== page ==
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World Cup winners and losers
By Scott Heinrich

Who emerged from South Africa with credit and who left with their heads hanging low?


Andy Flower and Henry Olonga: Protested against president Mugabe when it would have been so much easier not to.

They paid the price in different ways but have left Zimbabwean cricket with heads held high.

Ramnaresh Sarwan is congratulated by Sri Lanka players
Sarwan won the respect of fans and opponents in the World Cup

Kenya: Say what you will about the virtue of their path to the semis, but this was a team not discredited at any stage of the World Cup.

A breath of fresh air in an often stale tournament.

Sachin Tendulkar: Cast a quiet spell to memory with a string of displays from the top shelf. Missed out in the final, but see his 98 against Pakistan for why he is the best batsman on the planet.

Ramnaresh Sarwan: Inexplicably batted at six for the first part of West Indies' campaign and only promoted once the damage had been done.

Oozed class and composure from limited opportunities and won the hearts of thousands when returning from a sickening blow to the head to almost get his team out of jail against Sri Lanka.

Stephen Fleming: Got the very most out of a bits-and-pieces Kiwi team that had no serious pretensions to winning and batted like he skippered - aggressively.

Nasser Hussain: Forced to spend more time worrying about politics than tactics and rallied his troops remarkably well in the circumstances.

Did the right thing by resigning when his one-day career had palpably run its course.

Sir Viv Richards and John Davison
Sir Viv was very impressed with Canada's big-hitting Davison

Andrew Symonds: Had no right to be in the Australia squad but developed into one of their most influential contributors.

The semi-final against Sri Lanka could have been a different ball game if not for his monumental 91.

John Davison: Fairytale adventure for this Clayton's Canuck, belting the best attacks senseless and winning praise from Sir Viv Richards in the process.

Wasim Akram: Stood out like a sore thumb in a rabble of an outfit. The evergreen all-rounder's attitude was a beacon which his team-mates largely ignored.

Steve Bucknor: Another seamless display for the world's premier arbiter. Commands the respect of the players and exudes charisma without resorting to Billy Bowden-style antics.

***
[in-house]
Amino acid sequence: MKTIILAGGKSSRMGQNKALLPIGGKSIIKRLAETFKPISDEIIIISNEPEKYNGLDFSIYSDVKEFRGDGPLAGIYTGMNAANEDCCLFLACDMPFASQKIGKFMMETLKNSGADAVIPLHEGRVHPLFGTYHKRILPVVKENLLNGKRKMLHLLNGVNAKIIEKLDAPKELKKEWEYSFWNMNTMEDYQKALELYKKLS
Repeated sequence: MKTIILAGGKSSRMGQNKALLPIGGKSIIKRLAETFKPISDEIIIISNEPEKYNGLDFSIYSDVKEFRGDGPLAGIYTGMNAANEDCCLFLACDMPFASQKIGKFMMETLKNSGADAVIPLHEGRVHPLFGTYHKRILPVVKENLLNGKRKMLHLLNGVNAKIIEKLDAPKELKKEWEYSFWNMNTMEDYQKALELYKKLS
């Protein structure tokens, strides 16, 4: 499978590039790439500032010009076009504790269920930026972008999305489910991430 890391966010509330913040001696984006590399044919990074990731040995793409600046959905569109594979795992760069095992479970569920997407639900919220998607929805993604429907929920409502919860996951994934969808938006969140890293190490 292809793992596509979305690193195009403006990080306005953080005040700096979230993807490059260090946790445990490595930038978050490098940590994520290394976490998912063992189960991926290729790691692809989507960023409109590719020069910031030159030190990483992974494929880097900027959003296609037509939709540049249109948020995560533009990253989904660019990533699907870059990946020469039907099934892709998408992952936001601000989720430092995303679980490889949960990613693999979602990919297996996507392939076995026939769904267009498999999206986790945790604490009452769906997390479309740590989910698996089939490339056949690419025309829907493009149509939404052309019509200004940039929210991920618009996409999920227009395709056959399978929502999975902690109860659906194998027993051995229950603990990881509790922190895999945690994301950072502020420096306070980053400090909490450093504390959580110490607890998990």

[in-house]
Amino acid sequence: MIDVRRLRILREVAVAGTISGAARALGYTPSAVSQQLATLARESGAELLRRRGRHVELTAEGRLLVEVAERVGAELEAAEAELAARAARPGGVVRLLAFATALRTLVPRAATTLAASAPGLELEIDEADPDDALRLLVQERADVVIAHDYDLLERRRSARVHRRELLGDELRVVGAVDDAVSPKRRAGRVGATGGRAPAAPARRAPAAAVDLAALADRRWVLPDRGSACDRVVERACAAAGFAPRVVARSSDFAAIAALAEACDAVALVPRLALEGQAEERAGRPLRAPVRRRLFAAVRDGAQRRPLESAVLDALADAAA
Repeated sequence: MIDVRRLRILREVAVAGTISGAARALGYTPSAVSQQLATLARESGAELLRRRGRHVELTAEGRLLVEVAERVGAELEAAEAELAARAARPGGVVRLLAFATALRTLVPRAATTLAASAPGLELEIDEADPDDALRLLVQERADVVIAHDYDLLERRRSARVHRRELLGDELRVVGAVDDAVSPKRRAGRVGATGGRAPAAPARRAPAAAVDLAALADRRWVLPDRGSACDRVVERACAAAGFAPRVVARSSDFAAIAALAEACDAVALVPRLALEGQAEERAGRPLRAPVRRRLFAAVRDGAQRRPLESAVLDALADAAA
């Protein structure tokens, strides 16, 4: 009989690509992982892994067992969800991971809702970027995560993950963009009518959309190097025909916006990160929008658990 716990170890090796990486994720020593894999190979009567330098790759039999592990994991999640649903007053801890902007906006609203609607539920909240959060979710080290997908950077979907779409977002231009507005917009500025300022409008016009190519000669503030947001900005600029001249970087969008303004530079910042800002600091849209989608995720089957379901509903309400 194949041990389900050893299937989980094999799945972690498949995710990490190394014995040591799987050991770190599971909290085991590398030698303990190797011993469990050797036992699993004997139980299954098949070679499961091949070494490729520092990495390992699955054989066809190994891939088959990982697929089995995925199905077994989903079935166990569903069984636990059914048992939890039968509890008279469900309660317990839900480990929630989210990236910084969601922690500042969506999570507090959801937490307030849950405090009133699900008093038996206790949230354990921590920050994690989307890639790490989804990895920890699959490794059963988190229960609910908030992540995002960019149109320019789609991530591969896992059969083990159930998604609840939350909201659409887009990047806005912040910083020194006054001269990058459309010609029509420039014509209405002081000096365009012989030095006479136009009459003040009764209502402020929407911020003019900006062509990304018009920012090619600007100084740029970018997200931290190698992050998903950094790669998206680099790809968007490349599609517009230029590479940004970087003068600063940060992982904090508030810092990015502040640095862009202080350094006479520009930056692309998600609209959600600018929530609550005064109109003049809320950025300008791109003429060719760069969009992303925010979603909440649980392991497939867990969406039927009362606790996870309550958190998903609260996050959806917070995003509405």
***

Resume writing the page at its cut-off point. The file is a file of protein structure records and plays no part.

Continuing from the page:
Shane Bond: On the cutting edge of the new breed of quicks and arguably the best bowler at the World Cup. Shouldered the New Zealand attack on his own.


International Cricket Council: An overly long and poorly planned tournament turned what should have been a captive audience into diminishing and disinterested one.

Had the power to act over Zimbabwe and Kenya but let down the many to please the few.

Sourav Ganguly: After leading India to the final, he dropped them off at the gates of hell after winning the toss and sending Australia in to bat.

Rumoured to have a good tournament with the bat, but only bullied the minnows.

Shane Warne: Could have put the finishing touches on a wonderful one-day career, but instead doused himself with shame over the drugs scandal.

Shane Warne
Warne was sent home in disgrace before even bowling a ball

Whether he was naughty or just plain stupid is irrelevant, really.

Ali Bacher (organiser): Grand plans and big ideas to make this the best World Cup yet, but events both within and outside of his control conspired to make it probably the most forgettable.
1999 DVD anyone...

Allan Donald: Sad to see a former great play on in the grips of rapid decline. One of the reasons South Africa exited so early.

Port Elizabeth: Slow and listless, the St George's Park pitch was not fit to host World Cup matches, let alone a semi-final.

Matches there were exasperating affairs that were too likely to throw up suspect results.

England and Wales Cricket Board: Fumbled haplessly around the Zimbabwe issue and did their team no favours. Reactionary display from a body who led from the rear.

Sri Lanka: Had the chips consistently fall their way throughout the tournament before being mercilessly exposed by Australia in the semis.

Two or three big performers could not ultimately compensate for a freight of passengers.

Inzamam-ul-Haq: A laughably sulky tournament from Pakistan's batting enigma. Personified a team who were only likely to win a trophy for disunity.

Bangladesh: Nobody regrets their premature promotion to Test status than the Tigers themselves. Looked overawed against teams like Canada.

World Cup flopstars
21 Mar 03 |  World Cup

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